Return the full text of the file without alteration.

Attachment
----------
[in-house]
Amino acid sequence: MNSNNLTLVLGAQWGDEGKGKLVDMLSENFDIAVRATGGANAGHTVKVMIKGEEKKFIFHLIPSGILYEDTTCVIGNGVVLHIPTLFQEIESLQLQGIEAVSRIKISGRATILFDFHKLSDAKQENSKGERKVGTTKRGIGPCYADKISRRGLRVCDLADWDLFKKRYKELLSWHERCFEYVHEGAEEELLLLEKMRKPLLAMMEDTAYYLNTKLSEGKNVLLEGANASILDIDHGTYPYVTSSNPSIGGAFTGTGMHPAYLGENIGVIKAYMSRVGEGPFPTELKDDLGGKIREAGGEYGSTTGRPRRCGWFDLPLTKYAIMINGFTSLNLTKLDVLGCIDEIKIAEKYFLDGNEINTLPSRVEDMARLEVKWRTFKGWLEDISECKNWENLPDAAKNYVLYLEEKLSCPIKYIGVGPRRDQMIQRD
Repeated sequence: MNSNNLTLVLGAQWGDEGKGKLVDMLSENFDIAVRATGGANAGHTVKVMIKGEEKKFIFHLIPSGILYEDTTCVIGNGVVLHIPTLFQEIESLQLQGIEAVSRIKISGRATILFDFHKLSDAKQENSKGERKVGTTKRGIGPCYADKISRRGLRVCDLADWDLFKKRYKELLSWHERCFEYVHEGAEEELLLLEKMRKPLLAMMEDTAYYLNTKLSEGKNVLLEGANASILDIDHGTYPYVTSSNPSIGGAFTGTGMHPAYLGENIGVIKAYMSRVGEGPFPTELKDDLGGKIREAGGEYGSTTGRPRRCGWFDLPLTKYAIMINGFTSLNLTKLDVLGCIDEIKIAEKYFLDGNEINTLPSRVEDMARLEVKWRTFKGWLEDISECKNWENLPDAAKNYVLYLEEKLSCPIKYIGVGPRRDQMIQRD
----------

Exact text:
[in-house]
Amino acid sequence: MNSNNLTLVLGAQWGDEGKGKLVDMLSENFDIAVRATGGANAGHTVKVMIKGEEKKFIFHLIPSGILYEDTTCVIGNGVVLHIPTLFQEIESLQLQGIEAVSRIKISGRATILFDFHKLSDAKQENSKGERKVGTTKRGIGPCYADKISRRGLRVCDLADWDLFKKRYKELLSWHERCFEYVHEGAEEELLLLEKMRKPLLAMMEDTAYYLNTKLSEGKNVLLEGANASILDIDHGTYPYVTSSNPSIGGAFTGTGMHPAYLGENIGVIKAYMSRVGEGPFPTELKDDLGGKIREAGGEYGSTTGRPRRCGWFDLPLTKYAIMINGFTSLNLTKLDVLGCIDEIKIAEKYFLDGNEINTLPSRVEDMARLEVKWRTFKGWLEDISECKNWENLPDAAKNYVLYLEEKLSCPIKYIGVGPRRDQMIQRD
Repeated sequence: MNSNNLTLVLGAQWGDEGKGKLVDMLSENFDIAVRATGGANAGHTVKVMIKGEEKKFIFHLIPSGILYEDTTCVIGNGVVLHIPTLFQEIESLQLQGIEAVSRIKISGRATILFDFHKLSDAKQENSKGERKVGTTKRGIGPCYADKISRRGLRVCDLADWDLFKKRYKELLSWHERCFEYVHEGAEEELLLLEKMRKPLLAMMEDTAYYLNTKLSEGKNVLLEGANASILDIDHGTYPYVTSSNPSIGGAFTGTGMHPAYLGENIGVIKAYMSRVGEGPFPTELKDDLGGKIREAGGEYGSTTGRPRRCGWFDLPLTKYAIMINGFTSLNLTKLDVLGCIDEIKIAEKYFLDGNEINTLPSRVEDMARLEVKWRTFKGWLEDISECKNWENLPDAAKNYVLYLEEKLSCPIKYIGVGPRRDQMIQRD